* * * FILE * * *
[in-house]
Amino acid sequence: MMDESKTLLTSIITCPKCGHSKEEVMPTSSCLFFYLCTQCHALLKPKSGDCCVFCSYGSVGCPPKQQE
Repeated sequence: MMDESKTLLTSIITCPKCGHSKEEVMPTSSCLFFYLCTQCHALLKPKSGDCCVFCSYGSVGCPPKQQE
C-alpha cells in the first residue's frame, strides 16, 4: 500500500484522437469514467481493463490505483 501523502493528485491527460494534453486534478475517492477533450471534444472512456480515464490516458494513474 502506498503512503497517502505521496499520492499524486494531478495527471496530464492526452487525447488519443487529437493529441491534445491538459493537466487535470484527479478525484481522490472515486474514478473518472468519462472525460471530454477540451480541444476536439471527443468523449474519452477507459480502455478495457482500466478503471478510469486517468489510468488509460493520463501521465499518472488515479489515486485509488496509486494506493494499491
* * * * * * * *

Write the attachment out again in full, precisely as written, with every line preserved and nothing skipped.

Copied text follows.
[in-house]
Amino acid sequence: MMDESKTLLTSIITCPKCGHSKEEVMPTSSCLFFYLCTQCHALLKPKSGDCCVFCSYGSVGCPPKQQE
Repeated sequence: MMDESKTLLTSIITCPKCGHSKEEVMPTSSCLFFYLCTQCHALLKPKSGDCCVFCSYGSVGCPPKQQE
C-alpha cells in the first residue's frame, strides 16, 4: 500500500484522437469514467481493463490505483 501523502493528485491527460494534453486534478475517492477533450471534444472512456480515464490516458494513474 502506498503512503497517502505521496499520492499524486494531478495527471496530464492526452487525447488519443487529437493529441491534445491538459493537466487535470484527479478525484481522490472515486474514478473518472468519462472525460471530454477540451480541444476536439471527443468523449474519452477507459480502455478495457482500466478503471478510469486517468489510468488509460493520463501521465499518472488515479489515486485509488496509486494506493494499491